Regarding the cases of Seoudi and Zad, Khalid believes that when the police raided the branches and shut them down for several days, it sent a negative image to potential investors.
“The authorities have easy access to the management of those businesses and their bank accounts, so it could easily be dealt with in a direct manner with the business in question, without having to resort to exceptional measures like raiding the stores,” Khalid said.
This is not the first time in Egypt’s modern history that the government has confiscated businesses owned by Muslim Brotherhood members. In February 1992, security forces raided Salsabeel Company for computer services, owned by then Brotherhood leaders Khairat El-Shater and Hassan Malek. As part of the raids, the security forces arrested El-Shater and closed the company.
“During [Gamal Abdel] Nasser’s days, everything that was taken by the state was very poorly managed,” El-Mahdy said. “It largely depends on the nature of the committee itself.”
Judge Wadie Hanna, former member of the committee, expressed his legal perspective on the status of the committee, saying that the committee’s existence has become irrelevant since the anti-terrorism law has been issued.
“Such cases now lie under the jurisdiction of the general prosecution, according to the new anti-terrorism law, and the Muslim Brotherhood shall be treated according to that law since it is a terrorist group,” said Hanna.
Brotherhood-affiliated NGOs facing dissolution and administrative change
Since the ouster of Mohamed Morsi, hundreds of Brotherhood-affiliated NGOs have been targeted by the Ministry of Social Solidarity amid a massive security crackdown on the group and its activities. The targeted NGOs and charity organisations were either completely dissolved or had their administrative boards replaced, while continuing their operation.
In July, 14 civil society organisations were shut down by the Ministry of Social Solidarity for links to members of the Muslim Brotherhood. A decision was issued in February to dissolve 169 NGOs from nine governorates across Egypt, including Assiut, Sohag, Aswan, the New Valley, Kafr El-Sheikh, Ismailia, Alexandria, Damietta and Qaliubiya.
Orders to shut down NGOs across Egypt’s governorates came from Minister of Social Solidarity Ghada Wali. Hundreds of civil society organisations have been dissolved for their alleged affiliation with the Muslim Brotherhood. The government’s ongoing crackdown against Brotherhood-related activities, particularly NGOs and charity organisations, has had far-reaching negative effects on the communities that relied on these organisations for financial or in-kind assistance, according to the Brotherhood spokesperson’s statements.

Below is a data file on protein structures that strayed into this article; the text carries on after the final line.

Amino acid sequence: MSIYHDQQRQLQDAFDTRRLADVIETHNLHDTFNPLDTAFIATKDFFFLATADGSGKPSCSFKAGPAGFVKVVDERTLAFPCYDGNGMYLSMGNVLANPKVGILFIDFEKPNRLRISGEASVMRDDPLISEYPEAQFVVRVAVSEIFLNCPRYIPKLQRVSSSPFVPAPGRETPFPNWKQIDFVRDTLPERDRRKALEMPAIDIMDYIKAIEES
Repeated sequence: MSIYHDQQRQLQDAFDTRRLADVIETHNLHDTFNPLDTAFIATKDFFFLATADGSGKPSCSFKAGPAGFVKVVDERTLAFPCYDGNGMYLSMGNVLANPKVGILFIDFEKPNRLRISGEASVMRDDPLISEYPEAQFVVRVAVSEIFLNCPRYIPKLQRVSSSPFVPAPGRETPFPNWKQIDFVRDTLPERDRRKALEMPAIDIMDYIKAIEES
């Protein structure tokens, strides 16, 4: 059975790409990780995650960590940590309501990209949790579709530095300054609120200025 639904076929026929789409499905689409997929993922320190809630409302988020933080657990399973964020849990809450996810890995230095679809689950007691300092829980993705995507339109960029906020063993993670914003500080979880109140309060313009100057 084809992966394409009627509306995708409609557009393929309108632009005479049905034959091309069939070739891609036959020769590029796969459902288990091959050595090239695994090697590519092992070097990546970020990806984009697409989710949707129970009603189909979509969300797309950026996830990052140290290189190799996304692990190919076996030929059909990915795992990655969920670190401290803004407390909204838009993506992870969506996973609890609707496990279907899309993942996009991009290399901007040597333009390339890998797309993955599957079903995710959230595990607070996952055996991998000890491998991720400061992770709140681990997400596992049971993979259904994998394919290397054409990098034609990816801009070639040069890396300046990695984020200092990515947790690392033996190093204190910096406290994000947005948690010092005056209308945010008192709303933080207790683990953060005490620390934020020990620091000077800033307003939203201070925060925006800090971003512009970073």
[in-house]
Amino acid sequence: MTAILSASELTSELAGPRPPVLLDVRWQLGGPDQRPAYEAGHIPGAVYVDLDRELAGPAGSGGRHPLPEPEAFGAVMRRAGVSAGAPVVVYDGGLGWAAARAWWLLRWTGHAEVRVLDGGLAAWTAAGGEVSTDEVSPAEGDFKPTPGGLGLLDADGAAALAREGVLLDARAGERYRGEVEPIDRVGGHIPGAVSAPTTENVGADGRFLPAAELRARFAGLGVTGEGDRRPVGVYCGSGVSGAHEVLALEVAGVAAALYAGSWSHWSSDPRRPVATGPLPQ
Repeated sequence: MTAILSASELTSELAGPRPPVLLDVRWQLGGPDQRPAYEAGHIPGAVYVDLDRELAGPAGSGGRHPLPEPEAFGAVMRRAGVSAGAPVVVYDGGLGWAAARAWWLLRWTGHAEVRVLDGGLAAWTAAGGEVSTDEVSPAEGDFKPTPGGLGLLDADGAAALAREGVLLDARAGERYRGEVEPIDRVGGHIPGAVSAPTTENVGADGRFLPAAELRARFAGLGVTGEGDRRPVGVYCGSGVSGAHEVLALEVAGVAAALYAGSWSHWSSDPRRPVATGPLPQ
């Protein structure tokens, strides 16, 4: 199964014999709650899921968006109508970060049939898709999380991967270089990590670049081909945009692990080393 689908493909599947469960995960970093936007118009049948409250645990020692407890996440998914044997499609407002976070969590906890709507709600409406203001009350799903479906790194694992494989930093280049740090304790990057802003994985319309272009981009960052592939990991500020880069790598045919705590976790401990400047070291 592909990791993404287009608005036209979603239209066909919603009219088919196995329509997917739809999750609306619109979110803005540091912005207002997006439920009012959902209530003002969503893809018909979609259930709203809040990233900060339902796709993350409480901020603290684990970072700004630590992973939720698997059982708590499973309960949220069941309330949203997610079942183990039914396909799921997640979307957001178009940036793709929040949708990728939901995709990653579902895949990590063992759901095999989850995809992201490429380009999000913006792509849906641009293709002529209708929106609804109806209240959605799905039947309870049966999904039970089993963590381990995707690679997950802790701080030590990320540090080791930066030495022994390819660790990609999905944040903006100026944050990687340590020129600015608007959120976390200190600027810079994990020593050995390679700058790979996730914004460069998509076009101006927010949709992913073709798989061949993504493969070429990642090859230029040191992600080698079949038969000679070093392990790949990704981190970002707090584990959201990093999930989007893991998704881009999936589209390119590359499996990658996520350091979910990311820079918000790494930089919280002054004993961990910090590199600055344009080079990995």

In September 2013, the North Cairo Criminal Court upheld a decision by the prosecutor general to freeze assets of prominent Muslim Brotherhood leaders, along with several other Islamist politicians.
One month later, a government committee formed by the Ministry of Justice was tasked with assessing the Brotherhood’s financial resources. The committee has frozen the assets of hundreds of Brotherhood members, NGOs and companies affiliated to the group. A court ruling following the ouster of former president Mohamed Morsi in July 2013 banned the Muslim Brotherhood’s activities in Egypt. Later, the group was designated as a terrorist organisation.
The Court of Urgent Matters also ordered the confiscation of “all real estate funds, liquid and transmitted, whether owned by or leased to the Muslim Brotherhood”.The court ruling had raised questions about its potential effects on Brotherhood-owned business, especially as it targets the organisation’s capital.
Among the 1,345 members of the group whose money the government decided to confiscate, are former president Mohamed Morsi, and businessmen Khairat El-Shater and Abdel Rahman Al-Seoudi.